Tokyo: The Ultimate Gourmet Experience
Savoring Tokyo in a Day
Left: Sashimi—thin slices of fresh raw fish—is a delicious treat even when eaten only with a splash of soy sauce.
Right: Another way to enjoy the flavor of sashimi is by serving it on warm rice and pouring tea or broth on it to make chazuke. Shown here is the popular tai chazuke served at a venerable old restaurant in Ginza well-known for its eel dishes. It is prepared by pouring tea over Japanese red seabream sashimi seasoned with sesame miso sauce. (Chikuyotei, Ginza)
Known as the best place to eat ramen, Tokyo offers a rich variety of the iconic noodle soup dish. First, though, we recommend you try the classic “Tokyo Ramen,” which features a light and savory soy sauce-based broth (left). In recent years, restaurants have also started to offer vegan ramen, which contains no animal ingredients at all and can be enjoyed by those who don’t eat meat (right). (SORANOIRO NIPPON@Tokyo Ramen Street)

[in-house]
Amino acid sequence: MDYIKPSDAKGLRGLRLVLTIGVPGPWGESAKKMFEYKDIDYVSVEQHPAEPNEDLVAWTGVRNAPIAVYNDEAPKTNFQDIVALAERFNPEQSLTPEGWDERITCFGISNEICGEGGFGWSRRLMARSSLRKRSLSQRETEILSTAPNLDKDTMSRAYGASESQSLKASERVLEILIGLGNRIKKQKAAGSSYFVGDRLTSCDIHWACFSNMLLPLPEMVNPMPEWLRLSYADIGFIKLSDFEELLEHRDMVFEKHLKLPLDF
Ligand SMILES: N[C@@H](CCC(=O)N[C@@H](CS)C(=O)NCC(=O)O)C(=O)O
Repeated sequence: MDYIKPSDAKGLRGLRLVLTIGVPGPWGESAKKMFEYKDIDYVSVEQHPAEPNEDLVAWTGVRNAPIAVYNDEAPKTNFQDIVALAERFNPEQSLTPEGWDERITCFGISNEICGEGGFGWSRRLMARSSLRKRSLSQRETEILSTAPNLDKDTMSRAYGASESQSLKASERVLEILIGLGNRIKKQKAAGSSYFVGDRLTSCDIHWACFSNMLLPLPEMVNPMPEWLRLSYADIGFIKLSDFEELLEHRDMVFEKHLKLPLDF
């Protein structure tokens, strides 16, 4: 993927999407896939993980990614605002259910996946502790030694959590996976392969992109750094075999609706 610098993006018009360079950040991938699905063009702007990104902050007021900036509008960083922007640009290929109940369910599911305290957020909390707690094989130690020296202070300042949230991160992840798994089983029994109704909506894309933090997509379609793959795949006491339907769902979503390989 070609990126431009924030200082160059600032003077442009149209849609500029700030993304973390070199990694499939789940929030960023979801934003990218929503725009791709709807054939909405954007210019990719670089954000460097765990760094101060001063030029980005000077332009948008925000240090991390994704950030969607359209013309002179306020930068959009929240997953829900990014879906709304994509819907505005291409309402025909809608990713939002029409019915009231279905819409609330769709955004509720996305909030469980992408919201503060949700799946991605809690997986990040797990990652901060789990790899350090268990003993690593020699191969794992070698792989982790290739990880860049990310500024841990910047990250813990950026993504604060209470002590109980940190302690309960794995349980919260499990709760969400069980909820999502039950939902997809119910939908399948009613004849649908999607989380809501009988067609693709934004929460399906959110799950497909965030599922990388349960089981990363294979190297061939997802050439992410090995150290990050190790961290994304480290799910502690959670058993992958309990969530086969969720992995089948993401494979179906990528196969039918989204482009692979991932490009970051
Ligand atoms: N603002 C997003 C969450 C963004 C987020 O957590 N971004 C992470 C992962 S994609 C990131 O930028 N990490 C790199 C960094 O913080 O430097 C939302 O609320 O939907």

Left: Where there are long lines, you will find delicious ramen.
Right: At most ramen shops, food tickets are purchased in advance from the vending machine.
Left: Well-hidden in the entertainment and shopping districts in the heart of Tokyo, there are numerous alleys thickly lined with izakaya bars that serve snacks at reasonable prices. (Shinjuku Nishi-guchi Memories Alley)
Right: A little past 7 p.m., the izakaya bars fill with the after-work crowd. (Public Bar Fukuro, Mikuni Koji)
Korokke (Japanese croquette) (front right), diced tuna fish (front left), and grilled chicken meatball skewers (left back). These and other reasonably-priced delicious snacks are one of the attractions of izakaya bars. (Public Bar Fukuro, Mikuni Koji)
Oden is a popular winter dish, very warming in the cold months. It is a simple stew featuring fried fish balls and other ingredients in a broth.
Yakitori is a delicacy of bite-sized pieces of chicken skewered on bamboo sticks and grilled. The aromatic smoke is part of the experience of enjoying yakitori.